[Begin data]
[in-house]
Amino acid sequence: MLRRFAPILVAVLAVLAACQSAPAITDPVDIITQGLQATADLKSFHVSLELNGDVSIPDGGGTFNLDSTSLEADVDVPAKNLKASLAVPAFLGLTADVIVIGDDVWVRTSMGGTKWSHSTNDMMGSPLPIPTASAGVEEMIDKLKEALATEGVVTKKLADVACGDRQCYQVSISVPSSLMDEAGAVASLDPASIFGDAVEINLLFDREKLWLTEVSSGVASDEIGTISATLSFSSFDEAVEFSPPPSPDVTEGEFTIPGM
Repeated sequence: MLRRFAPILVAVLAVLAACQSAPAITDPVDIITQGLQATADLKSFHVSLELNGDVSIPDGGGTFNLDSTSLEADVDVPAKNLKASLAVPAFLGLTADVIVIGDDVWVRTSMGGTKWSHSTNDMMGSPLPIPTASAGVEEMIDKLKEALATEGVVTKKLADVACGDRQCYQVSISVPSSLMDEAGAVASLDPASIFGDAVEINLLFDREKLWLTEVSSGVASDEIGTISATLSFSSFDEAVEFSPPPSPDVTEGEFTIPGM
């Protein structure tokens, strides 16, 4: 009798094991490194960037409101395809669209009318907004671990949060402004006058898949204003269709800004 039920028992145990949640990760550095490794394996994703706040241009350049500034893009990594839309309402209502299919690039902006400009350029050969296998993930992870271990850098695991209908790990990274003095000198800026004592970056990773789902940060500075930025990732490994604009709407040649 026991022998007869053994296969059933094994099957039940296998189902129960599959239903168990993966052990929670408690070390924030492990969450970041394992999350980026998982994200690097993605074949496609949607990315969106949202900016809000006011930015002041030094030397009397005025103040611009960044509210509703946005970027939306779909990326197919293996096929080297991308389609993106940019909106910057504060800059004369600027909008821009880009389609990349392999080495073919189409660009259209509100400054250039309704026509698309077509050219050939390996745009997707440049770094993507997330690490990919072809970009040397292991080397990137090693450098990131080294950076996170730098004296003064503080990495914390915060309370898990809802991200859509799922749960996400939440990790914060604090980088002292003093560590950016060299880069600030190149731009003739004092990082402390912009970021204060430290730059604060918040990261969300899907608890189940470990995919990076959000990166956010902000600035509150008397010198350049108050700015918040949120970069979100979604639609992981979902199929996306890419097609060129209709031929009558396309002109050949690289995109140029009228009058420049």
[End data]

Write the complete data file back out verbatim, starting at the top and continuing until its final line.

[in-house]
Amino acid sequence: MLRRFAPILVAVLAVLAACQSAPAITDPVDIITQGLQATADLKSFHVSLELNGDVSIPDGGGTFNLDSTSLEADVDVPAKNLKASLAVPAFLGLTADVIVIGDDVWVRTSMGGTKWSHSTNDMMGSPLPIPTASAGVEEMIDKLKEALATEGVVTKKLADVACGDRQCYQVSISVPSSLMDEAGAVASLDPASIFGDAVEINLLFDREKLWLTEVSSGVASDEIGTISATLSFSSFDEAVEFSPPPSPDVTEGEFTIPGM
Repeated sequence: MLRRFAPILVAVLAVLAACQSAPAITDPVDIITQGLQATADLKSFHVSLELNGDVSIPDGGGTFNLDSTSLEADVDVPAKNLKASLAVPAFLGLTADVIVIGDDVWVRTSMGGTKWSHSTNDMMGSPLPIPTASAGVEEMIDKLKEALATEGVVTKKLADVACGDRQCYQVSISVPSSLMDEAGAVASLDPASIFGDAVEINLLFDREKLWLTEVSSGVASDEIGTISATLSFSSFDEAVEFSPPPSPDVTEGEFTIPGM
């Protein structure tokens, strides 16, 4: 009798094991490194960037409101395809669209009318907004671990949060402004006058898949204003269709800004 039920028992145990949640990760550095490794394996994703706040241009350049500034893009990594839309309402209502299919690039902006400009350029050969296998993930992870271990850098695991209908790990990274003095000198800026004592970056990773789902940060500075930025990732490994604009709407040649 026991022998007869053994296969059933094994099957039940296998189902129960599959239903168990993966052990929670408690070390924030492990969450970041394992999350980026998982994200690097993605074949496609949607990315969106949202900016809000006011930015002041030094030397009397005025103040611009960044509210509703946005970027939306779909990326197919293996096929080297991308389609993106940019909106910057504060800059004369600027909008821009880009389609990349392999080495073919189409660009259209509100400054250039309704026509698309077509050219050939390996745009997707440049770094993507997330690490990919072809970009040397292991080397990137090693450098990131080294950076996170730098004296003064503080990495914390915060309370898990809802991200859509799922749960996400939440990790914060604090980088002292003093560590950016060299880069600030190149731009003739004092990082402390912009970021204060430290730059604060918040990261969300899907608890189940470990995919990076959000990166956010902000600035509150008397010198350049108050700015918040949120970069979100979604639609992981979902199929996306890419097609060129209709031929009558396309002109050949690289995109140029009228009058420049």